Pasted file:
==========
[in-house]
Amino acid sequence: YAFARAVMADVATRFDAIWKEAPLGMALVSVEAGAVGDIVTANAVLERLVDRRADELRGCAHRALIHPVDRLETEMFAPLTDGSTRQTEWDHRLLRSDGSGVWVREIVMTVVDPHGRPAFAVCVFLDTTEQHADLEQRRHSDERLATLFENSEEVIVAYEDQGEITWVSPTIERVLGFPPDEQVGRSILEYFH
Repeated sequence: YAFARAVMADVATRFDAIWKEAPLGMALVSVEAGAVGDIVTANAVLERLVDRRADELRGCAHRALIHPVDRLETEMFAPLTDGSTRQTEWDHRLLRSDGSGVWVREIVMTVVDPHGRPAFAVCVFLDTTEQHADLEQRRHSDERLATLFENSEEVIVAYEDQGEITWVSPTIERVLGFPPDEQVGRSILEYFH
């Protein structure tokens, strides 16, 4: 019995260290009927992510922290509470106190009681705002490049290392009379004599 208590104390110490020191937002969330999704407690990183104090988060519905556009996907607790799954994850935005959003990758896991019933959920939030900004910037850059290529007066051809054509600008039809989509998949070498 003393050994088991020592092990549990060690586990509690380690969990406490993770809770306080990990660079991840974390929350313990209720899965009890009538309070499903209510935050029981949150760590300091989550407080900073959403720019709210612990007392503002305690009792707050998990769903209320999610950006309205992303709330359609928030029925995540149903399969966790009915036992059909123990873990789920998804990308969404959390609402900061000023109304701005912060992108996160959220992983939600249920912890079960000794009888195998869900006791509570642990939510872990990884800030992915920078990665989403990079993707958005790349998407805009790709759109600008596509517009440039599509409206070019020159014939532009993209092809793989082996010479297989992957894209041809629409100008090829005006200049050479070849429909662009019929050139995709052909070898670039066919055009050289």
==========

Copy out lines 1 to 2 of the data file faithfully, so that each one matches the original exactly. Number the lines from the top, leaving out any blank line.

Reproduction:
[in-house]
Amino acid sequence: YAFARAVMADVATRFDAIWKEAPLGMALVSVEAGAVGDIVTANAVLERLVDRRADELRGCAHRALIHPVDRLETEMFAPLTDGSTRQTEWDHRLLRSDGSGVWVREIVMTVVDPHGRPAFAVCVFLDTTEQHADLEQRRHSDERLATLFENSEEVIVAYEDQGEITWVSPTIERVLGFPPDEQVGRSILEYFH